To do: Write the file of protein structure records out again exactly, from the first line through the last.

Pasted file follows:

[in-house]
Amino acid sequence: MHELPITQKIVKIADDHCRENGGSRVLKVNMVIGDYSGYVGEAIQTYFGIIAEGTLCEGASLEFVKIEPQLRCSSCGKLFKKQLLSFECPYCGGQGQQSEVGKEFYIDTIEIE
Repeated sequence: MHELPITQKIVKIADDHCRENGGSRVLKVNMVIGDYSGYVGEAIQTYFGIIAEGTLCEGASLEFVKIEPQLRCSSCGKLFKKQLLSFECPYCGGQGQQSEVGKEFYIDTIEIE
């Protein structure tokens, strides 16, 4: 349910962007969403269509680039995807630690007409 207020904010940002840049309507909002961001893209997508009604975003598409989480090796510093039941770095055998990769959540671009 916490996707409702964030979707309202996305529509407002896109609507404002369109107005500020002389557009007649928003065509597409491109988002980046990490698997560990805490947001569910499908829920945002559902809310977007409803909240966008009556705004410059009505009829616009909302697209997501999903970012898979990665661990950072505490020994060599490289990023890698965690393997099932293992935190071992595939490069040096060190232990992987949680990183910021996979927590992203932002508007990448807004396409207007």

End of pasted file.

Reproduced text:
[in-house]
Amino acid sequence: MHELPITQKIVKIADDHCRENGGSRVLKVNMVIGDYSGYVGEAIQTYFGIIAEGTLCEGASLEFVKIEPQLRCSSCGKLFKKQLLSFECPYCGGQGQQSEVGKEFYIDTIEIE
Repeated sequence: MHELPITQKIVKIADDHCRENGGSRVLKVNMVIGDYSGYVGEAIQTYFGIIAEGTLCEGASLEFVKIEPQLRCSSCGKLFKKQLLSFECPYCGGQGQQSEVGKEFYIDTIEIE
């Protein structure tokens, strides 16, 4: 349910962007969403269509680039995807630690007409 207020904010940002840049309507909002961001893209997508009604975003598409989480090796510093039941770095055998990769959540671009 916490996707409702964030979707309202996305529509407002896109609507404002369109107005500020002389557009007649928003065509597409491109988002980046990490698997560990805490947001569910499908829920945002559902809310977007409803909240966008009556705004410059009505009829616009909302697209997501999903970012898979990665661990950072505490020994060599490289990023890698965690393997099932293992935190071992595939490069040096060190232990992987949680990183910021996979927590992203932002508007990448807004396409207007």